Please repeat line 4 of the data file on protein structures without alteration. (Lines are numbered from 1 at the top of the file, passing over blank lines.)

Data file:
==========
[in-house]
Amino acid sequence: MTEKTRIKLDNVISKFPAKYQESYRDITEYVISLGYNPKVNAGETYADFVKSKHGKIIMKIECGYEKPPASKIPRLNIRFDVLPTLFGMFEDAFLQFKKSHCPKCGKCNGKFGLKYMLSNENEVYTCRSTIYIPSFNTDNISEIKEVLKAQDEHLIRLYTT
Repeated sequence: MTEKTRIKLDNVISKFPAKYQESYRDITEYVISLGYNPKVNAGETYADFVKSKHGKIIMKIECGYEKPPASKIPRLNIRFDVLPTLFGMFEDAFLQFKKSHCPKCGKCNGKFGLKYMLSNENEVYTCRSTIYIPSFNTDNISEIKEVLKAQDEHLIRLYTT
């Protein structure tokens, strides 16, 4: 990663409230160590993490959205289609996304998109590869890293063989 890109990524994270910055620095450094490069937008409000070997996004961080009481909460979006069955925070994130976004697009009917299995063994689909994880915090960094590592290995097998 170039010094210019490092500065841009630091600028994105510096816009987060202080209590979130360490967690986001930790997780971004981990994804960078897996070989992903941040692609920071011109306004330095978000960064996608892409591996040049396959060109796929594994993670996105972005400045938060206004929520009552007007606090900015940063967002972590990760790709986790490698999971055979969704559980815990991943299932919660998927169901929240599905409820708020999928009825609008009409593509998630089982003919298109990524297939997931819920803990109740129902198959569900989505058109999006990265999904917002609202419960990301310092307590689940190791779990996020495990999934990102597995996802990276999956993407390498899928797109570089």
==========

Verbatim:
């Protein structure tokens, strides 16, 4: 990663409230160590993490959205289609996304998109590869890293063989 890109990524994270910055620095450094490069937008409000070997996004961080009481909460979006069955925070994130976004697009009917299995063994689909994880915090960094590592290995097998 170039010094210019490092500065841009630091600028994105510096816009987060202080209590979130360490967690986001930790997780971004981990994804960078897996070989992903941040692609920071011109306004330095978000960064996608892409591996040049396959060109796929594994993670996105972005400045938060206004929520009552007007606090900015940063967002972590990760790709986790490698999971055979969704559980815990991943299932919660998927169901929240599905409820708020999928009825609008009409593509998630089982003919298109990524297939997931819920803990109740129902198959569900989505058109999006990265999904917002609202419960990301310092307590689940190791779990996020495990999934990102597995996802990276999956993407390498899928797109570089």